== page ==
Secrecy Agreements Criticized - Victims Want to Be Free to Talk about Abuse
By Richard Nangle
Worcester Telegram & Gazette
May 10, 2002
Victims of sexual abuse by priests are asking the Catholic Church to free them from out-of-court confidentiality agreements that bar them from speaking about their cases.
Yesterday, Diocese of Worcester spokesman Raymond L. Delisle and a lawyer who represents the diocese said that regardless of any such agreements, action would not be taken against alleged victims who decide to violate the terms of their confidential settlement agreements.In a press conference outside the diocesan office yesterday, members of the Survivors Network of those Abused by Priests asked that so-called "gag orders" be lifted.
They asked in a letter to Bishop Daniel P. Reilly that the bishop "abolish gag orders and refuse to use other legal tactics that keep survivors trapped in secrecy, silence and shame."
Mr. Delisle said the diocese has not taken action against Edward Gagne of Spencer, who recently went public with the fact that the diocese settled his case against two priests out of court for $300,000.
"We haven't gone after him about it," Mr. Delisle said, adding that while he does not think the diocese would take action against any alleged victim who violated such an agreement, "that's not my decision."
Mr. Delisle said Bishop Reilly "is just getting this letter."
SNAP members asked Bishop Reilly to take the letter with him to Dallas next month for the gathering of the U.S. Conference of Catholic Bishops.
J. Gavin Reardon Jr., of the Reardon and Reardon law firm that represents the Worcester diocese, said the confidential agreements, "are a good faith thing. When there's no admission of liability, there's a request that you not discuss the matter.
"Most of these cases went into litigation for several years, and people agreed to settle them on advice of counsel," Mr. Reardon said. "It's pretty standard language when you sign off on a suit against a professional person. It's been routine."
While breaking such an agreement "could be construed as breach of contract," Mr. Reardon said the diocese has never taken action against alleged clergy sexual abuse victims who have violated their agreements.
"We haven't done that and we don't intend to do that," he said.
Phil Saviano, regional coordinator of the New England Chapter of SNAP, said he knows of eight to 10 such agreements involving the Worcester diocese, and guessed that there might be dozens more involving people who have never contacted SNAP.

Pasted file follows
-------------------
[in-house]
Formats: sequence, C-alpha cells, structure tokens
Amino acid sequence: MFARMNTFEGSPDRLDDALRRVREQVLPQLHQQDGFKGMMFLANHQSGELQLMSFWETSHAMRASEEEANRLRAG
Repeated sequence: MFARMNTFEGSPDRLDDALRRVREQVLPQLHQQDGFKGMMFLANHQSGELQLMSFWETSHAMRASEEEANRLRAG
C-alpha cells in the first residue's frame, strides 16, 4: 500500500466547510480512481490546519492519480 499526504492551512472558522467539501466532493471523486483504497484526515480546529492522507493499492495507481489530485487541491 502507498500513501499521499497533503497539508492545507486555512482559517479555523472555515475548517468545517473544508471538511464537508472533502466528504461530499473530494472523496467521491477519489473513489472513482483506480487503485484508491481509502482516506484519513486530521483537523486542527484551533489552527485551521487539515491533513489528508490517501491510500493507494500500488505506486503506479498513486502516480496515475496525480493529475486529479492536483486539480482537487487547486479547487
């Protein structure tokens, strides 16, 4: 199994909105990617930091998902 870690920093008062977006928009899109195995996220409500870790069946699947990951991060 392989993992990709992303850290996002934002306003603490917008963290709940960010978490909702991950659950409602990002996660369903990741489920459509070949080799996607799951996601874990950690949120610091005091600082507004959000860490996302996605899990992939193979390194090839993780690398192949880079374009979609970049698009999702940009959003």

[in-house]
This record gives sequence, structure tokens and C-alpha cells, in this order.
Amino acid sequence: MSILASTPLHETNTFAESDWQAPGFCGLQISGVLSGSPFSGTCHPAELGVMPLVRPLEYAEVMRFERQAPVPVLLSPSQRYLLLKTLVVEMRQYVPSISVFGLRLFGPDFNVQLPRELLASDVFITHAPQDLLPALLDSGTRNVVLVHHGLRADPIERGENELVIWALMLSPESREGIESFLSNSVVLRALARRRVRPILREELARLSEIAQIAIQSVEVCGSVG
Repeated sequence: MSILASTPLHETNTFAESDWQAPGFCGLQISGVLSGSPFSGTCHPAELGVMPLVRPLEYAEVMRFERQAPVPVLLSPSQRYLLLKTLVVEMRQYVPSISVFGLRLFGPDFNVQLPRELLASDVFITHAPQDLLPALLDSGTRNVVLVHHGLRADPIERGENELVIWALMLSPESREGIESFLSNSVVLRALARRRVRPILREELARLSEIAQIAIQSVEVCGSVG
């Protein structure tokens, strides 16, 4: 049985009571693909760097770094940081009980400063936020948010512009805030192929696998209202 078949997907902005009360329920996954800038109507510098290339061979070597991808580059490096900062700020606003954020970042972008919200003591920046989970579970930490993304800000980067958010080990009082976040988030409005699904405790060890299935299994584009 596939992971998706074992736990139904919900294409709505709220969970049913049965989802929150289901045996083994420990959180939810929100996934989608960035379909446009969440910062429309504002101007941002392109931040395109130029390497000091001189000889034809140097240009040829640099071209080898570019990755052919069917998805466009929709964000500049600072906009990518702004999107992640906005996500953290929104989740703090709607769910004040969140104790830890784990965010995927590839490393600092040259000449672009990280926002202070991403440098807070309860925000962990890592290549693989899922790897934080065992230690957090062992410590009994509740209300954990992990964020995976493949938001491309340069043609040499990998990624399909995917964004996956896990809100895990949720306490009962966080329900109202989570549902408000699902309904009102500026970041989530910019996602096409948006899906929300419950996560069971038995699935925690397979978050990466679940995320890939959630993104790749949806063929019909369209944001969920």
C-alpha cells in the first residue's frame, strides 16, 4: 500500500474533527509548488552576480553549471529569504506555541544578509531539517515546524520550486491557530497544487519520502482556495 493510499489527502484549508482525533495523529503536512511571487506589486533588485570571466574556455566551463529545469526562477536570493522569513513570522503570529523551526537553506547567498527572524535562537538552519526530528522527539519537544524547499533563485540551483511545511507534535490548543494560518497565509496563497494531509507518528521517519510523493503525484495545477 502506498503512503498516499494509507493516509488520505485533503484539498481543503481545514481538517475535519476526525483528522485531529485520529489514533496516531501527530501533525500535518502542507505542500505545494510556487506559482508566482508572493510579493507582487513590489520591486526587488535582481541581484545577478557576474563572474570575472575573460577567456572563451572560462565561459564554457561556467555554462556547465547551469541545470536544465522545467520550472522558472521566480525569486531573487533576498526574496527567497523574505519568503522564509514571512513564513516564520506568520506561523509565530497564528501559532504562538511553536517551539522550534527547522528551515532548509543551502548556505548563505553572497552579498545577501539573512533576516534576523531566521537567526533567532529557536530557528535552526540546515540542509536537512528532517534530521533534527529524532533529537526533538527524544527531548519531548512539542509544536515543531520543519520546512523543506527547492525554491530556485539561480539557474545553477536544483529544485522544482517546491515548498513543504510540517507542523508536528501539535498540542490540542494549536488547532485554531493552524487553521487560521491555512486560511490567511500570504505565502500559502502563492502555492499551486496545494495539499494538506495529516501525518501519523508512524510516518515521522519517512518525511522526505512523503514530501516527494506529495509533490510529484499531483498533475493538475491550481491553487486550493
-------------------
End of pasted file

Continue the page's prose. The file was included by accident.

Mr. Saviano said such agreements "serve to protect the abuser and protect the church by keeping the secrets as secrets. They may consider that to be routine; I consider it to be another way of victimizing people that had terrible childhood experiences."
Many alleged victims who have signed such agreements have been reluctant to come forward with their stories, fearing reprisal by the church.
One such confidential agreement, signed by Bishop Reilly, involves a Northbridge man who alleges that he was sexually abused beginning at the age of 9, while an altar boy at St. Mary's Church in Uxbridge.
The agreement, obtained in February by the Telegram & Gazette, names Rev. Thomas A. Kane and three other priests. Mark D. Barry settled for $42,500.
According to Daniel J. Shea, a Houston lawyer who has represented clients accusing priests of sexual abuse, the agreement clearly suggests that while a boy, Mr. Barry was "passed around" by "a ring of priests" for sexual purposes.
Mr. Barry has been reluctant to talk about the case, citing the language in the agreement. It says in part, "Barry agrees that he will not disclose (nor permit disclosure of) the existence of this agreement or any of its terms to any person or entity."
In a 1993 interview with the Telegram & Gazette, he said he was taken by Rev. Kane to rural retreats and offered to other priests for sexual purposes.
The settlement document prohibits Mr. Barry from publicly discussing the case or taking legal action against the Rev. Thomas Teczar, the Rev. Robert Shauris and Monsignor Brendon Riordan, as well as the Worcester diocese, the four priests' current and former bishops, and numerous diocese employees and representatives.
Rev. Teczar and Rev. Shauris live in Massachusetts. Monsignor Riordon is assigned to St. Aloysius parish in Great Neck, N.Y.
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